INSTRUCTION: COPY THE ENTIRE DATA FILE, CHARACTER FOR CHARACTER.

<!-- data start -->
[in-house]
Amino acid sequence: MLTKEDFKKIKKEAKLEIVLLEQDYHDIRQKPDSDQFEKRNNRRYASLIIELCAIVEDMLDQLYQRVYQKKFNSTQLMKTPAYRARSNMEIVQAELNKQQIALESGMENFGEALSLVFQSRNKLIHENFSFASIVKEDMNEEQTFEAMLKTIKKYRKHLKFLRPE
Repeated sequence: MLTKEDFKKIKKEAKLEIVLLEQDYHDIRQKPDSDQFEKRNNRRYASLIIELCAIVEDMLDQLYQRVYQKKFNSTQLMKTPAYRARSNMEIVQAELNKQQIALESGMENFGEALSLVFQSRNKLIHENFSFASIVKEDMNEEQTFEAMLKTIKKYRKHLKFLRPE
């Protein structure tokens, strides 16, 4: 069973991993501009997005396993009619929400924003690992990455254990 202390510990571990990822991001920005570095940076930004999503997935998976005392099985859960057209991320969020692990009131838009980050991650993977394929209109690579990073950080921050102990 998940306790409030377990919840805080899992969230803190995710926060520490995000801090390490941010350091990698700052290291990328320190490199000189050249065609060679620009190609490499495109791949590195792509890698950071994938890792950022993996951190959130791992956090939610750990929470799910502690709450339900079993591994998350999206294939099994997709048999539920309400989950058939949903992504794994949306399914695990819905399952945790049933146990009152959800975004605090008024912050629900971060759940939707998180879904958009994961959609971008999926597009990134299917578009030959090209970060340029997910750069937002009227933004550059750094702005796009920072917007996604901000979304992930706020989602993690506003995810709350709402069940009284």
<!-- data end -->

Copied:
[in-house]
Amino acid sequence: MLTKEDFKKIKKEAKLEIVLLEQDYHDIRQKPDSDQFEKRNNRRYASLIIELCAIVEDMLDQLYQRVYQKKFNSTQLMKTPAYRARSNMEIVQAELNKQQIALESGMENFGEALSLVFQSRNKLIHENFSFASIVKEDMNEEQTFEAMLKTIKKYRKHLKFLRPE
Repeated sequence: MLTKEDFKKIKKEAKLEIVLLEQDYHDIRQKPDSDQFEKRNNRRYASLIIELCAIVEDMLDQLYQRVYQKKFNSTQLMKTPAYRARSNMEIVQAELNKQQIALESGMENFGEALSLVFQSRNKLIHENFSFASIVKEDMNEEQTFEAMLKTIKKYRKHLKFLRPE
């Protein structure tokens, strides 16, 4: 069973991993501009997005396993009619929400924003690992990455254990 202390510990571990990822991001920005570095940076930004999503997935998976005392099985859960057209991320969020692990009131838009980050991650993977394929209109690579990073950080921050102990 998940306790409030377990919840805080899992969230803190995710926060520490995000801090390490941010350091990698700052290291990328320190490199000189050249065609060679620009190609490499495109791949590195792509890698950071994938890792950022993996951190959130791992956090939610750990929470799910502690709450339900079993591994998350999206294939099994997709048999539920309400989950058939949903992504794994949306399914695990819905399952945790049933146990009152959800975004605090008024912050629900971060759940939707998180879904958009994961959609971008999926597009990134299917578009030959090209970060340029997910750069937002009227933004550059750094702005796009920072917007996604901000979304992930706020989602993690506003995810709350709402069940009284």